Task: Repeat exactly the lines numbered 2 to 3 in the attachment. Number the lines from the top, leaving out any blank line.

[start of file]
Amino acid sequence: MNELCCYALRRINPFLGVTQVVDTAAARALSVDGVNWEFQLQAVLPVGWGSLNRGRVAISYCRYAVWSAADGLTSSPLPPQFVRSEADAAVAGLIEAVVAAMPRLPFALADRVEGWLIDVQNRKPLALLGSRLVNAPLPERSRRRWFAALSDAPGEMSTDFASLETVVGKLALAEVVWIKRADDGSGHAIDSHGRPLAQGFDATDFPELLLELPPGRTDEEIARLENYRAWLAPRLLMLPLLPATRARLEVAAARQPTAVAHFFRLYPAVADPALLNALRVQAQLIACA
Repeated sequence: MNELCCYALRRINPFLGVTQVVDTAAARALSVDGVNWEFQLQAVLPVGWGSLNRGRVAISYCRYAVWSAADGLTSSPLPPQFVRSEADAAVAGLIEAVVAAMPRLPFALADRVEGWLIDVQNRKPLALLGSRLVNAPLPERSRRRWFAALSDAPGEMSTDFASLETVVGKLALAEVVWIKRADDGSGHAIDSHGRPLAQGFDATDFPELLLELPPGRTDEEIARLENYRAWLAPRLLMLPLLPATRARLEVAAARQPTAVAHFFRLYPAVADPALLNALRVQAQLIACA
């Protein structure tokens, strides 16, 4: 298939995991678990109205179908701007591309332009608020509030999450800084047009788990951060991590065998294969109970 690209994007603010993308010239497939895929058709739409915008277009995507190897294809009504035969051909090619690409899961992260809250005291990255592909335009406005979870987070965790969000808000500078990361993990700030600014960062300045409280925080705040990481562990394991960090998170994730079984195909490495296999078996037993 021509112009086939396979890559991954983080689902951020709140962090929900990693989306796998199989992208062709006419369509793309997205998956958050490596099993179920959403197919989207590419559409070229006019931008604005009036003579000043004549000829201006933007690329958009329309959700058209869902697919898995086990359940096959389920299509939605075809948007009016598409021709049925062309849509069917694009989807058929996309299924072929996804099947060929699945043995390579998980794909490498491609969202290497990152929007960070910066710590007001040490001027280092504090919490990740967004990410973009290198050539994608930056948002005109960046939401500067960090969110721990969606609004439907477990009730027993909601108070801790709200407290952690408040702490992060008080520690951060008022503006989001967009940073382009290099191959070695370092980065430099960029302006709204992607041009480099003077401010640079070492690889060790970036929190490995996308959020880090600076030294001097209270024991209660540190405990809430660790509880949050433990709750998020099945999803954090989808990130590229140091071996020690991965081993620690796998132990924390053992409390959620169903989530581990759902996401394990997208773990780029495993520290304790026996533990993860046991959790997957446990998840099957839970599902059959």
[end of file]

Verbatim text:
Repeated sequence: MNELCCYALRRINPFLGVTQVVDTAAARALSVDGVNWEFQLQAVLPVGWGSLNRGRVAISYCRYAVWSAADGLTSSPLPPQFVRSEADAAVAGLIEAVVAAMPRLPFALADRVEGWLIDVQNRKPLALLGSRLVNAPLPERSRRRWFAALSDAPGEMSTDFASLETVVGKLALAEVVWIKRADDGSGHAIDSHGRPLAQGFDATDFPELLLELPPGRTDEEIARLENYRAWLAPRLLMLPLLPATRARLEVAAARQPTAVAHFFRLYPAVADPALLNALRVQAQLIACA
């Protein structure tokens, strides 16, 4: 298939995991678990109205179908701007591309332009608020509030999450800084047009788990951060991590065998294969109970 690209994007603010993308010239497939895929058709739409915008277009995507190897294809009504035969051909090619690409899961992260809250005291990255592909335009406005979870987070965790969000808000500078990361993990700030600014960062300045409280925080705040990481562990394991960090998170994730079984195909490495296999078996037993 021509112009086939396979890559991954983080689902951020709140962090929900990693989306796998199989992208062709006419369509793309997205998956958050490596099993179920959403197919989207590419559409070229006019931008604005009036003579000043004549000829201006933007690329958009329309959700058209869902697919898995086990359940096959389920299509939605075809948007009016598409021709049925062309849509069917694009989807058929996309299924072929996804099947060929699945043995390579998980794909490498491609969202290497990152929007960070910066710590007001040490001027280092504090919490990740967004990410973009290198050539994608930056948002005109960046939401500067960090969110721990969606609004439907477990009730027993909601108070801790709200407290952690408040702490992060008080520690951060008022503006989001967009940073382009290099191959070695370092980065430099960029302006709204992607041009480099003077401010640079070492690889060790970036929190490995996308959020880090600076030294001097209270024991209660540190405990809430660790509880949050433990709750998020099945999803954090989808990130590229140091071996020690991965081993620690796998132990924390053992409390959620169903989530581990759902996401394990997208773990780029495993520290304790026996533990993860046991959790997957446990998840099957839970599902059959």